Individual, Family, and Community Education ETDs (Education ETDs)Our more than 400 students working towards Bachelor’s, Master’s and Doctoral degrees study alongside a distinguished faculty, active in grant-funded research, experts in teaching, contributors to their communities, and leaders in their disciplines. The five programs of IFCE — Counselor Education, Educational Psychology, Early Childhood Multicultural Education, Family Studies, and Nutrition — represent unique domains of expertise while sharing common values for human development, the importance of diversity, and excellence in scholarship and teaching.
INLP Events & Lectures (Indigenous Nations Library Program)
INLP Pictorial Archive (Indigenous Nations Library Program)Photos from the Indigenous Nations Library Program at UNM.
Institute for Medieval Studies Spring Lecture Series (Research Centers)The Institute's Thirty-Second Spring Lecture Series, "Medieval Animals," will take place April 24-27, 2017. Click for full schedule.
Inter-American Studies Administrative Papers (Inter-American Studies)
InterProfessional Education Research Posters (UNM Health Sciences Center Interprofessional Education)
Language, Literacy, and Sociocultural Studies ETDs (Education ETDs)Our department offers a rich and diverse set of courses and programs that address the needs of the increasingly complex world that is faced by teachers, scholars, and others interested in furthering their own knowledge and contributing to a deeper understanding of languages, literacy processes, diverse cultures, and educational thought. Work within Language, Literacy, & Sociocultural Studies (LLSS) cultivates deep understandings, strategies, and expertise in: Language (including bilingual education and English as a second language Literacy (including reading, writing, language arts, digital studies, 21st century literacies, and literature studies) Educational Thought and Sociocultural Studies (including race, gender, class, and sexuality) American Indian Education Social Studies Education Qualitative Research Methodologies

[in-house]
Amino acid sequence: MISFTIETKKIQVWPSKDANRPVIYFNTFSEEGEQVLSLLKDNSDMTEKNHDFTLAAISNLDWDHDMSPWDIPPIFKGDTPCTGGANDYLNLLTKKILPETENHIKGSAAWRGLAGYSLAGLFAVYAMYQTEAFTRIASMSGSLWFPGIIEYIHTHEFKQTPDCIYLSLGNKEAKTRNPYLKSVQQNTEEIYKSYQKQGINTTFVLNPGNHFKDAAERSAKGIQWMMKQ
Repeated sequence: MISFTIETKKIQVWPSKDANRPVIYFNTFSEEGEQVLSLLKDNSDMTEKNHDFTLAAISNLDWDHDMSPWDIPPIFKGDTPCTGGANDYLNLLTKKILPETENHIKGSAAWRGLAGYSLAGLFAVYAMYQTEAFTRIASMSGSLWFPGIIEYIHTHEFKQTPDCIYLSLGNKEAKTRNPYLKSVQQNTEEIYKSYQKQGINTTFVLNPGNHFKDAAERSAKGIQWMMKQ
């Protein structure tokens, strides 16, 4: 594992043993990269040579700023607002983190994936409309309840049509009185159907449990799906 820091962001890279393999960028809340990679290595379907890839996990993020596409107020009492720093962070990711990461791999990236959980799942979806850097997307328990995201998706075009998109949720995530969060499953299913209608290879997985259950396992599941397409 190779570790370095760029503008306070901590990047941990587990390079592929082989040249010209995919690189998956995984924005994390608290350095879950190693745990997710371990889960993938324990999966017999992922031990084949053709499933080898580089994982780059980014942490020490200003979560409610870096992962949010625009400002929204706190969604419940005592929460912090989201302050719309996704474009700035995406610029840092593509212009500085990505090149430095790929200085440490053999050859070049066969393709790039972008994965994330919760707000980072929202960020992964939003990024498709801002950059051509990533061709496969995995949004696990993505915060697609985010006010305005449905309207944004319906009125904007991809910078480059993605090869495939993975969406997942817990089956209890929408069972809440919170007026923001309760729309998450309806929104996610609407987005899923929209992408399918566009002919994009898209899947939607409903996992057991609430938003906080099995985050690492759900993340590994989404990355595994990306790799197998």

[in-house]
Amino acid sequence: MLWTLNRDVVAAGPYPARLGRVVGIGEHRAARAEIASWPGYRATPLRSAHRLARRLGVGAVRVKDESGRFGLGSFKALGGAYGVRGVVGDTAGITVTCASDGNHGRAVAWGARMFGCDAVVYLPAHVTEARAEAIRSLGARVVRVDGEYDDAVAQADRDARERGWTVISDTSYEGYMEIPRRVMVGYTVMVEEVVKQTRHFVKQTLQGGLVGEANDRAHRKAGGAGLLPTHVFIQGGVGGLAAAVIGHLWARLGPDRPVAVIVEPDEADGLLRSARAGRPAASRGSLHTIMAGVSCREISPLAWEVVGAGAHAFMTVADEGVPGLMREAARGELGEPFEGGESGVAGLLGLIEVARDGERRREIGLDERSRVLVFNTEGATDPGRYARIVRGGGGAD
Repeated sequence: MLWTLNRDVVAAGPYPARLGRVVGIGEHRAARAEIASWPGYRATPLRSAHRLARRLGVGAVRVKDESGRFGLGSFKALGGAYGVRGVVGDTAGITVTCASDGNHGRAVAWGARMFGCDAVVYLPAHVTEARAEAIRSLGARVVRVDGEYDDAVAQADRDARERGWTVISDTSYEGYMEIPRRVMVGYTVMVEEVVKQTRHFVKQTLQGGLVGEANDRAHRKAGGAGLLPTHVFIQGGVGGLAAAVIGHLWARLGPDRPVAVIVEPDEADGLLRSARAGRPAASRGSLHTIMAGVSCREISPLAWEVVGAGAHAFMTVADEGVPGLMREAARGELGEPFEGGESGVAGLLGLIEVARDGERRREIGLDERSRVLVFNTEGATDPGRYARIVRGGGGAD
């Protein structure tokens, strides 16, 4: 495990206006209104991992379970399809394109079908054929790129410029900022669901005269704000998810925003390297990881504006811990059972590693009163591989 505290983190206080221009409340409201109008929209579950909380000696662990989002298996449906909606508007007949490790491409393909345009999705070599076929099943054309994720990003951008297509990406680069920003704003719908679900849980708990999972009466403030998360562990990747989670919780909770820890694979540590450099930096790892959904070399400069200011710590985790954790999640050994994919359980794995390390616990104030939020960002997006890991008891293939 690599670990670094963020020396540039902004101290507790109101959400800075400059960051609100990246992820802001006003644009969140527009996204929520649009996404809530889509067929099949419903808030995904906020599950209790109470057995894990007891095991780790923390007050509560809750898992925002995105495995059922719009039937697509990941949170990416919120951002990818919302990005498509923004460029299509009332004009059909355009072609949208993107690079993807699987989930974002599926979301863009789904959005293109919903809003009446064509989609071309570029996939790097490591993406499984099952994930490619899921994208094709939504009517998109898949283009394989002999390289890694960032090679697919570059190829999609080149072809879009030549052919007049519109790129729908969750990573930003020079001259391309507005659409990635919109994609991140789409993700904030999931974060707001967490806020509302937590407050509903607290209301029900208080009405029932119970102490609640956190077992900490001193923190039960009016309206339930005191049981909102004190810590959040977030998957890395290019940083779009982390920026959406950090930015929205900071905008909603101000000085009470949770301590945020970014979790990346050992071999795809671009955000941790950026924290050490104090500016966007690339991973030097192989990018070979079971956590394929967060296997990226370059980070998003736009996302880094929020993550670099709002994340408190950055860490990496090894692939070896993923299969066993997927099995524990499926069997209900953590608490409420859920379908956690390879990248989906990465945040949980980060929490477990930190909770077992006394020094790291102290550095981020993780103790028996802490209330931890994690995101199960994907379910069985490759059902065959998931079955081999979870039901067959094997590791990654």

Latin American Collections Publications (Inter-American Studies)
Latin American Studies ETDs (Electronic Theses and Dissertations)The LAS program is administered by the Latin American and Iberian Institute (LAII) in partnership with the College of Arts and Sciences, which confers LAS degrees. The LAS program draws on UNM's cross-campus excellence in research, scholarship and teaching on Latin America, and is dedicated to advancing knowledge in, and service to, the field.
Linguistics ETDs (Electronic Theses and Dissertations)The UNM Department of Linguistics is the only degree-granting linguistics program in one of the most multilingual and multicultural states in the U.S. As such, it bears particular responsibilities both to the field of linguistics and to the residents of the region it serves. The department thus has two concerns: (1) teaching and research on language structure and use, and (2) service to society on language-related issues. The department's approach to linguistic theory takes a primarily cognitive-functional perspective that focuses on language structure as interacting with language use. Data-driven and fieldwork methods are emphasized to support usage-based analyses of dynamic language phenomena. This orientation emphasizes the study of language typology, change, discourse, interaction, variation, interpreting, processing, and acquisition. The department is particularly concerned with the study of regional languages (especially Navajo, varieties of Spanish, and indigenous languages of the Americas) and signed languages (American Sign Language, in particular). This theoretical approach provides the foundation for effectively addressing our commitment to the application of linguistics to social concerns, including minority language maintenance and empowerment of minority communities.
Mathematics & Statistics ETDs (Electronic Theses and Dissertations)
Mechanical Engineering ETDs (Engineering ETDs)
Mechanical Engineering Faculty Publications (Engineering Publications)
Mechanical Engineering Student Publications (Engineering Publications)
Mirage 1898-1903 (Daily Lobo)
Monthly Newsletters (Indigenous Nations Library Program)
Music ETDs (Electronic Theses and Dissertations)
Nanoscience and Microsystems ETDs (Engineering ETDs)